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Internet addiction and self-evaluated attention-deficit hyperactivity disorder traits among Japanese college students.

Tateno M, Teo AR, Shirasaka T, Tayama M, Watabe M, Kato TA. Internet addiction and self-evaluated attention-deficit hyperactivity disorder traits among Japanese college students. Psychiatry and clinical neurosciences. 2016 Dec 1; 70(12):567-572.

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Abstract:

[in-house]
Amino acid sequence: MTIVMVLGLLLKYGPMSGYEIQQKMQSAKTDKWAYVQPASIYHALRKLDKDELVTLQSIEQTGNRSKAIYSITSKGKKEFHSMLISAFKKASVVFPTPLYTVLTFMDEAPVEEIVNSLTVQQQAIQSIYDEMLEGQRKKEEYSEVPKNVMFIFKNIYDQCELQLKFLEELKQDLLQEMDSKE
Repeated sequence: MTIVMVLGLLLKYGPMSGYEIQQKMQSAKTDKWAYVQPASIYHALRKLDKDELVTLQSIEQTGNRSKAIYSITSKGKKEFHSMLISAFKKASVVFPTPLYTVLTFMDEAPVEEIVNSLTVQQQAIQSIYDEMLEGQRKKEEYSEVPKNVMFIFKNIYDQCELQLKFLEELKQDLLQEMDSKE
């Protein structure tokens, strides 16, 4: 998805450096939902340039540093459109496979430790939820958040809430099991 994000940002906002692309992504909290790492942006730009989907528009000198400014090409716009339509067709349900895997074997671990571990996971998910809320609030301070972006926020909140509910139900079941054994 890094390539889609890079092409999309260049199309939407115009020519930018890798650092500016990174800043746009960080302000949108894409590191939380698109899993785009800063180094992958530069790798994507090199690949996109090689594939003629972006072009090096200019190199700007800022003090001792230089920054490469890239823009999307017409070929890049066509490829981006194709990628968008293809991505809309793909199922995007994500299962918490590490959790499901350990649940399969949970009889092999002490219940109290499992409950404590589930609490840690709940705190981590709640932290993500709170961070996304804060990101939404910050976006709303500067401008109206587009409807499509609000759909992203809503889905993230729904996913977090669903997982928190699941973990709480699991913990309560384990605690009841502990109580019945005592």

AIM: Internet addiction (IA), also referred to as Internet use disorder, is a serious problem all over the world, especially in Asian countries. Severe IA in students may be linked to academic failure, attention-deficit hyperactivity disorder (ADHD), and forms of social withdrawal, such as hikikomori. In this study, we performed a survey to investigate the relation between IA and ADHD symptoms among college students. METHODS: Severity of IA and ADHD traits was assessed by self-report scales. Subjects were 403 college students (response rate 78%) who completed a questionnaire including Young's Internet Addiction Test (IAT) and the Adult ADHD Self-Report Scale-V1.1. RESULTS: Out of 403 subjects, 165 were male. The mean age was 18.4 1.2 years, and mean total IAT score was 45.2 12.6. One hundred forty-eight respondents (36.7%) were average Internet users (IAT < 40), 240 (59.6%) had possible addiction (IAT 40-69), and 15 (3.7%) had severe addiction (IAT 70). Mean length of Internet use was 4.1 2.8 h/day on weekdays and 5.9 3.7 h/day on the weekend. Females used the Internet mainly for social networking services while males preferred online games. Students with a positive ADHD screen scored significantly higher on the IAT than those negative for ADHD screen (50.2 12.9 vs 43.3 12.0). CONCLUSION: Our results suggest that Internet misuse may be related to ADHD traits among Japanese youth. Further investigation of the links between IA and ADHD is warranted.





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